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Coverage Path Planning for Autonomous Underwater Vehicles

Doctoral thesis “Coverage Path Planning for Autonomous Underwater Vehicles”

By Enric Galceran, PhD student of the Doctoral Program in Technology
Supervised by Dr. Marc Carreras Pérez

 

Abstract

At present, a mission to survey the ocean floor with an Autonomous Underwater Vehicle (AUV) is typically planned by selecting a list of waypoints that then the vehicle will automatically navigate through while keeping a safe distance from the bottom. Nonetheless, this approach has major drawbacks: (1) it does not allow the vehicle to safely operate amidst protrusions on the sea floor; (2) when traversing rugged terrain, the vehicle is forced to keep a conservative altitude, limiting applications  requiring close proximity such as photomosaicing; (3) when inspecting 3D, protruding structures from the bottom the vehicle can only perceive them from an overhead viewpoint, resulting in poor data collected from these sites; (4) it does not account for the effect of the terrain on the vehicle’s position estimates.

 

To address these limitations, this thesis proposes new methods to find collision-free paths allowing an AUV to cover an area of the ocean floor with its sensors, which is known as coverage path planning.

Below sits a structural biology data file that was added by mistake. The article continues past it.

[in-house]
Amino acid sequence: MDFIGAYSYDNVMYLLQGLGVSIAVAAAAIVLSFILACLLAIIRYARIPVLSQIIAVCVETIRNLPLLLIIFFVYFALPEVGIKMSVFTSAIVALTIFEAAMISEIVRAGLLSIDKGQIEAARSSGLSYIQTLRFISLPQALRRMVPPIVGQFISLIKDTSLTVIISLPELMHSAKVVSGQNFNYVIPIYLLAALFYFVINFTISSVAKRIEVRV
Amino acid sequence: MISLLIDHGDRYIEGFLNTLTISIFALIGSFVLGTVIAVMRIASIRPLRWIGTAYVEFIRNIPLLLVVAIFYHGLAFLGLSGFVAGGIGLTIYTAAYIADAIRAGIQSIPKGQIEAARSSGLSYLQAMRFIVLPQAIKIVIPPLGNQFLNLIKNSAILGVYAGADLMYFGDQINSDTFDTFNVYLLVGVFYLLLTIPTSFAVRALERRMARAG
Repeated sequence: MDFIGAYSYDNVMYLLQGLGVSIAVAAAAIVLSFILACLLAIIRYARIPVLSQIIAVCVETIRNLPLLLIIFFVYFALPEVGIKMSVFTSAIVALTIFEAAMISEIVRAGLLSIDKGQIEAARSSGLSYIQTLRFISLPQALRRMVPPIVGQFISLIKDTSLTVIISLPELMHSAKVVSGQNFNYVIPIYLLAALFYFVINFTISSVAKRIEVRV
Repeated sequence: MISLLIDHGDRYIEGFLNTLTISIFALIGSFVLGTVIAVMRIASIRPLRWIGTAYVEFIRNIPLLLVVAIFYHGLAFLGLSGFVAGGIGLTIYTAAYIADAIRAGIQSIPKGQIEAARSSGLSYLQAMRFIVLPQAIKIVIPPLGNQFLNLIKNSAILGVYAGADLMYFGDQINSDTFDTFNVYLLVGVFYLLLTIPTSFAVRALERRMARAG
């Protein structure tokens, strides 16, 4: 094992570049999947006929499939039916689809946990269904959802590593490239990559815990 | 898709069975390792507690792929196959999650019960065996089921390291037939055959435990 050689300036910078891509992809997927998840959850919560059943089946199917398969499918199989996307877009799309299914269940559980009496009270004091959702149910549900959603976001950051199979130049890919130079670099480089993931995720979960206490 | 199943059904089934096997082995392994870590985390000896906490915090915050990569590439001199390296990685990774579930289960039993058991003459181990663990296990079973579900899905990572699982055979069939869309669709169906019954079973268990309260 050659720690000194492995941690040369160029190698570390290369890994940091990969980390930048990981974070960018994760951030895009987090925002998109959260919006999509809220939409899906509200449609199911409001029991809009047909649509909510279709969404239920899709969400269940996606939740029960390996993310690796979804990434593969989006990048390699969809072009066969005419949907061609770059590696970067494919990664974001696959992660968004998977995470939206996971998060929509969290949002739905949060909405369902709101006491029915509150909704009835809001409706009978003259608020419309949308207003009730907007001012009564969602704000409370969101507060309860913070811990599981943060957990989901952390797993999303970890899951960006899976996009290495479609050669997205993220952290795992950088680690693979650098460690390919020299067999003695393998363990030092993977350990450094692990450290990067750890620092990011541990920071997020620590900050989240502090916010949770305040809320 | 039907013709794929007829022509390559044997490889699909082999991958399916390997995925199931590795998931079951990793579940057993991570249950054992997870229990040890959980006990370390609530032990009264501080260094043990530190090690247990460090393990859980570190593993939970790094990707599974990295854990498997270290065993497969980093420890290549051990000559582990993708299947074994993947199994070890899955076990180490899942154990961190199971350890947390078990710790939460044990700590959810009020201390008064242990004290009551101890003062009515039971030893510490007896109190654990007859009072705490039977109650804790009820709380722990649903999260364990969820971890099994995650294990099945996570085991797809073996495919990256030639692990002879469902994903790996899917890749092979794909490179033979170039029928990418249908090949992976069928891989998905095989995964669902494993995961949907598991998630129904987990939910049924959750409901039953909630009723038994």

First, we propose a coverage path planning method to plan 2D, safe-altitude surveys which provides a principled way to account for obstacles in AUV survey planning. Its main advantage is that it minimizes redundant coverage when the vehicle navigates at constant depth, leading to shorter paths.

 

Second, we provide a method to account for the uncertainty in the vehicle position estimates when planning 2D surveys. The method minimizes the uncertainty induced by the path and leads to better maps of the ocean floor as a result.

 

Third, we provide a coverage path planning method suitable for inspecting areas of the ocean floor including 3D structures. The resulting coverage paths enable applications requiring close proximity and allow viewpoints for full 3D sensing of the structure. Moreover, by contrast to most existing methods, we provide two techniques to adapt the planned path in realtime using sensor information acquired on-line during the mission, rather than only planning the path off-line and relying on the unrealistic assumption of an idealized path execution by the AUV. The proposed methods are validated in simulation and in experiments with a real-world AUV.

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